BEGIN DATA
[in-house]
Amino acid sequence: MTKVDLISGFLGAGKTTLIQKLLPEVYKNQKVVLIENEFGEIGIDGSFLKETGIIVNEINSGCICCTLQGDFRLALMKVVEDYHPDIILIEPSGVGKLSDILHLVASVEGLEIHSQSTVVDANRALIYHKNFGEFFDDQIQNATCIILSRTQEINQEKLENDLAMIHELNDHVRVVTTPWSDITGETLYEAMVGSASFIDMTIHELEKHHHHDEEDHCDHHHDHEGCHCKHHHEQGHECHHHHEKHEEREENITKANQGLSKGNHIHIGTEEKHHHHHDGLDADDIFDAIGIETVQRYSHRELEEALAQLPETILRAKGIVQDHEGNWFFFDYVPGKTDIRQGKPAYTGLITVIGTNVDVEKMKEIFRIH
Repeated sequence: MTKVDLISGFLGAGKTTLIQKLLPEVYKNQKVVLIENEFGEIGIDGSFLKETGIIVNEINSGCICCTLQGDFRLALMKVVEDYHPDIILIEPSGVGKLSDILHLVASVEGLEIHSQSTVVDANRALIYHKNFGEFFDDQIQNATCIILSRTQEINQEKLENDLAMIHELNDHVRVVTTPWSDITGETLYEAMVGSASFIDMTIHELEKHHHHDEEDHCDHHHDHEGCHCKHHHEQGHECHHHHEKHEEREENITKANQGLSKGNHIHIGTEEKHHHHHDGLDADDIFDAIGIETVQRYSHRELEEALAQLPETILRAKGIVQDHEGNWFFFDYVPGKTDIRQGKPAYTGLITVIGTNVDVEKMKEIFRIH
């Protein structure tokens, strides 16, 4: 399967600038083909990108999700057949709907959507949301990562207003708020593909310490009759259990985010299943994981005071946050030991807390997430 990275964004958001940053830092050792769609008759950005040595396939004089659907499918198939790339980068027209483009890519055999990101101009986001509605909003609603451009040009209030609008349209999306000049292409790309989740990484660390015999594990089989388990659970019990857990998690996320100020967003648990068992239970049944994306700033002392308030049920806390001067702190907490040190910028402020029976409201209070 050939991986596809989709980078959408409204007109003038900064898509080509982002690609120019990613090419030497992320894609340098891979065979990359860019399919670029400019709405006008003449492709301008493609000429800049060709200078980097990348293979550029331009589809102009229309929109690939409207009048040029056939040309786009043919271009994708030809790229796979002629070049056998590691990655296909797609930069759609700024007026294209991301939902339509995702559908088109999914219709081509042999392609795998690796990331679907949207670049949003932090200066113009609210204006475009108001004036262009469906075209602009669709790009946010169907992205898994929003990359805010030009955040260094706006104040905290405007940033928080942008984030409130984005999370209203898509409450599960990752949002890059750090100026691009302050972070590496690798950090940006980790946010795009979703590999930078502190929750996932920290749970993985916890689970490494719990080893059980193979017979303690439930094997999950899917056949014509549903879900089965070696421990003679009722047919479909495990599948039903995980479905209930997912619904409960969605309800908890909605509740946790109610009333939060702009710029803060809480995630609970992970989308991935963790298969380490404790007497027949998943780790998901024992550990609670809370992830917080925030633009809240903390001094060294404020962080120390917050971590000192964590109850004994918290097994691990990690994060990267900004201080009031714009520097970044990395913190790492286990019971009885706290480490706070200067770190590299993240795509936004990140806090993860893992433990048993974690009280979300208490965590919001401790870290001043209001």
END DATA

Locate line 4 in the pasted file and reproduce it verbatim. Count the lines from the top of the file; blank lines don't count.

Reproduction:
């Protein structure tokens, strides 16, 4: 399967600038083909990108999700057949709907959507949301990562207003708020593909310490009759259990985010299943994981005071946050030991807390997430 990275964004958001940053830092050792769609008759950005040595396939004089659907499918198939790339980068027209483009890519055999990101101009986001509605909003609603451009040009209030609008349209999306000049292409790309989740990484660390015999594990089989388990659970019990857990998690996320100020967003648990068992239970049944994306700033002392308030049920806390001067702190907490040190910028402020029976409201209070 050939991986596809989709980078959408409204007109003038900064898509080509982002690609120019990613090419030497992320894609340098891979065979990359860019399919670029400019709405006008003449492709301008493609000429800049060709200078980097990348293979550029331009589809102009229309929109690939409207009048040029056939040309786009043919271009994708030809790229796979002629070049056998590691990655296909797609930069759609700024007026294209991301939902339509995702559908088109999914219709081509042999392609795998690796990331679907949207670049949003932090200066113009609210204006475009108001004036262009469906075209602009669709790009946010169907992205898994929003990359805010030009955040260094706006104040905290405007940033928080942008984030409130984005999370209203898509409450599960990752949002890059750090100026691009302050972070590496690798950090940006980790946010795009979703590999930078502190929750996932920290749970993985916890689970490494719990080893059980193979017979303690439930094997999950899917056949014509549903879900089965070696421990003679009722047919479909495990599948039903995980479905209930997912619904409960969605309800908890909605509740946790109610009333939060702009710029803060809480995630609970992970989308991935963790298969380490404790007497027949998943780790998901024992550990609670809370992830917080925030633009809240903390001094060294404020962080120390917050971590000192964590109850004994918290097994691990990690994060990267900004201080009031714009520097970044990395913190790492286990019971009885706290480490706070200067770190590299993240795509936004990140806090993860893992433990048993974690009280979300208490965590919001401790870290001043209001």